God’s creation is spectacular, from the tallest mountains to the smallest microbes. You could spend your entire life Immersing yourself in it and still not soak it all in. The nature God made is awe-Inspiring and we should enjoy it and care for it, but we should not worship it.
Before the exodus, that is exactly what the Egyptians did. They worshiped gods for every facet of the world God spoke into existence. But as much as the plagues were purposed to free the Israelites and punish the Egyptians for their cruel treatment of them, the plagues also seem to be carefully designed to prove to all that God, not nature, is the only One who should be worshiped.
Each of the plagues targeted the Egyptian nature gods:
-In the first plague the water turned to blood, challenging the Egyptian gods attached to the Nile River.
-In the second, the Plague of Frogs, God confronts the frog god and goddess.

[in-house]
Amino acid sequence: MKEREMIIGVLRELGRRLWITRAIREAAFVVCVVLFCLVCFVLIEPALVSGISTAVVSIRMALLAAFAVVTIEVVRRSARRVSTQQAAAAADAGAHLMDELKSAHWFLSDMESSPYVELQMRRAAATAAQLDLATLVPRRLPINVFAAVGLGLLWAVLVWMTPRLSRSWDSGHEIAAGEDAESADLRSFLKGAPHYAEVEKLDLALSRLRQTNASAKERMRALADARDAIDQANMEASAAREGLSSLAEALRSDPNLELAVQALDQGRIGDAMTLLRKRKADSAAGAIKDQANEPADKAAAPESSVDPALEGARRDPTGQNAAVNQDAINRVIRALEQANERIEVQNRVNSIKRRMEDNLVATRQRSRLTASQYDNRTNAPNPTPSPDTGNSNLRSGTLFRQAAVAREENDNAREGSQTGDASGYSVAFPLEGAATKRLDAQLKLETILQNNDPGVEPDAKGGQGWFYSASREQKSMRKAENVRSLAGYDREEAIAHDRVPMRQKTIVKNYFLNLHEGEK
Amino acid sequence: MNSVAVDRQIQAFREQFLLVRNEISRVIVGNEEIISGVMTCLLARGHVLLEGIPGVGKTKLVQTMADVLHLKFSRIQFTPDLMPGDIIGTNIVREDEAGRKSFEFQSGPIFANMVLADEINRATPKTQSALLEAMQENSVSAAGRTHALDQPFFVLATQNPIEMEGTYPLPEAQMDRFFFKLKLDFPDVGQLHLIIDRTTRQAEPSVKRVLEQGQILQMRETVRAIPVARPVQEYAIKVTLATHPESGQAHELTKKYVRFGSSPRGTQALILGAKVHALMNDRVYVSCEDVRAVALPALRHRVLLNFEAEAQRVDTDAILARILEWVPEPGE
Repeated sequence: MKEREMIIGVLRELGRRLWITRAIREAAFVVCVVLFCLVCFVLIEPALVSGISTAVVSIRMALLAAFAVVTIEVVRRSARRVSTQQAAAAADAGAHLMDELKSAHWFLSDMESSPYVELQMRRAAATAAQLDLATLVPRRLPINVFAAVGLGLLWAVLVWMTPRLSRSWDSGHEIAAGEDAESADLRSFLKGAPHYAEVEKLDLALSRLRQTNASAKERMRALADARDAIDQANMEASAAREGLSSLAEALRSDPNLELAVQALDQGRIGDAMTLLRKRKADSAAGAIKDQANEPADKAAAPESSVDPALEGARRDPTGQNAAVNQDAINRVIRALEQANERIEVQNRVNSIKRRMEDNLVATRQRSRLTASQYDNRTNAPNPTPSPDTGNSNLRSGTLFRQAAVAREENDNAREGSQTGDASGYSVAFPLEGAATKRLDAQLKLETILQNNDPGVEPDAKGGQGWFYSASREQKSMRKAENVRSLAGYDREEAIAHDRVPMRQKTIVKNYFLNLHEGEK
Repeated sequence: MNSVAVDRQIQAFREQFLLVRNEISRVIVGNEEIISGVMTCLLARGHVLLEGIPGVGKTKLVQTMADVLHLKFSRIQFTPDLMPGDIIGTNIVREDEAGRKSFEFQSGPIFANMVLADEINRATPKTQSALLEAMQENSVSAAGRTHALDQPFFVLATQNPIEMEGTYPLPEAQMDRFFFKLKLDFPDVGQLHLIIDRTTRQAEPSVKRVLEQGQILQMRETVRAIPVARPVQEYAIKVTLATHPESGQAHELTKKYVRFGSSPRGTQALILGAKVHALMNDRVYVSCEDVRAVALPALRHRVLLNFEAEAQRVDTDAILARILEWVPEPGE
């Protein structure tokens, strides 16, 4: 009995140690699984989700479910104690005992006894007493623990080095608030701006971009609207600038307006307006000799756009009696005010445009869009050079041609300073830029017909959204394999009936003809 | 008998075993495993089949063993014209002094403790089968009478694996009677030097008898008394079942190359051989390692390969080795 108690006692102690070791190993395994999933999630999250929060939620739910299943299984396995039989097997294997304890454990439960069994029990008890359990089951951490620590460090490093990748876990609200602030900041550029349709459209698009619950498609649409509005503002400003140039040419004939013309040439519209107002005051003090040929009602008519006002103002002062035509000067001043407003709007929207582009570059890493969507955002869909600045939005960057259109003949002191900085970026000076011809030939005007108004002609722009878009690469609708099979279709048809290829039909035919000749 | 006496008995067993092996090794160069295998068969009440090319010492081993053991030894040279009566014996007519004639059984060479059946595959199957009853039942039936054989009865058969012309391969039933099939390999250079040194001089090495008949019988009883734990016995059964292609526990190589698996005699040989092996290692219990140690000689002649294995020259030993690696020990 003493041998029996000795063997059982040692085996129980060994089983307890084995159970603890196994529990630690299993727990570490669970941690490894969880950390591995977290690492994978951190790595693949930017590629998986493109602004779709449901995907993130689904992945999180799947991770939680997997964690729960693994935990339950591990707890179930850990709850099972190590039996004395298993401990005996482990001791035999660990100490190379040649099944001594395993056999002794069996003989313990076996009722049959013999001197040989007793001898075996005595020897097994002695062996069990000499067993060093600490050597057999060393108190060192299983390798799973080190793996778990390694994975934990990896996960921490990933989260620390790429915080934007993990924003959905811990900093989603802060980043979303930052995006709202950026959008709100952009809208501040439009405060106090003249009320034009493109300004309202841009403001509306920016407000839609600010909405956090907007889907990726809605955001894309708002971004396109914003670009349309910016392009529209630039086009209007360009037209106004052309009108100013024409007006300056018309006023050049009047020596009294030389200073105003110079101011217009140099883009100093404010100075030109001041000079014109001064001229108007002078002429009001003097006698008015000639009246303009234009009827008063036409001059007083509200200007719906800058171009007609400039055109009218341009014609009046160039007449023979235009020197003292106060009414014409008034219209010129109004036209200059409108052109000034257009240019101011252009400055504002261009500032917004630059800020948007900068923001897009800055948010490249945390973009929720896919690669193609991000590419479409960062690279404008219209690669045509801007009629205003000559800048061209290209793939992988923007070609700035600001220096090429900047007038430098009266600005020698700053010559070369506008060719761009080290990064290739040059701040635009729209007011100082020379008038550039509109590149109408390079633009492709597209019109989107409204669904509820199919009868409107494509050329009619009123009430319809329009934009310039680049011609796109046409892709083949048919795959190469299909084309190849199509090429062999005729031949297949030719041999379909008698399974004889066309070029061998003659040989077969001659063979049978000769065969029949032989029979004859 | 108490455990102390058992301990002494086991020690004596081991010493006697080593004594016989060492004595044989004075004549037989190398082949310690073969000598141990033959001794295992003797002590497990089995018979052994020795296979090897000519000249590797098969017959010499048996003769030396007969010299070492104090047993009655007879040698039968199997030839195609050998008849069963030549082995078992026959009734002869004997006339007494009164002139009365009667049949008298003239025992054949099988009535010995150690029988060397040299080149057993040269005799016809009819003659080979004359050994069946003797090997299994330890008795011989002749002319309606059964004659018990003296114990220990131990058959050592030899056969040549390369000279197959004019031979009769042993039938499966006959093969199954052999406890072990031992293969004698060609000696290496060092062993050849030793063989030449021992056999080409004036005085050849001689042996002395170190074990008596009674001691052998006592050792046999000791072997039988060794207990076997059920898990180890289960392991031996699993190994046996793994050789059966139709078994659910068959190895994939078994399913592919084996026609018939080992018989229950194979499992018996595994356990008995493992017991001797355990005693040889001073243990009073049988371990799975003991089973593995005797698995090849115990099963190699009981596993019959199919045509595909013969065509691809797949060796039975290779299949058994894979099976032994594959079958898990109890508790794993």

-The third of lice— the earth God.
-The fourth of flies— the fly or beetle god.
-The fifth of diseased cattle— the gods associated with bulls and cows.
-The sixth of boils— the gods of healing.
-The seventh of hail— the gods of the sky and agriculture.
-The eight of locusts— the gods who protected against locusts and disease.
-The ninth of darkness— the sun god and moon god.
-The tenth of death— all of the Egyptian gods, including the Pharaoh.
From the beginning, the Bible disassociates God from nature, making it clear that He doesn’t merely belong to it or control it; He created it. Here in Exodus, the plagues are all directed against the nature gods of Egypt, demonstrating that the One True God who created nature is over it.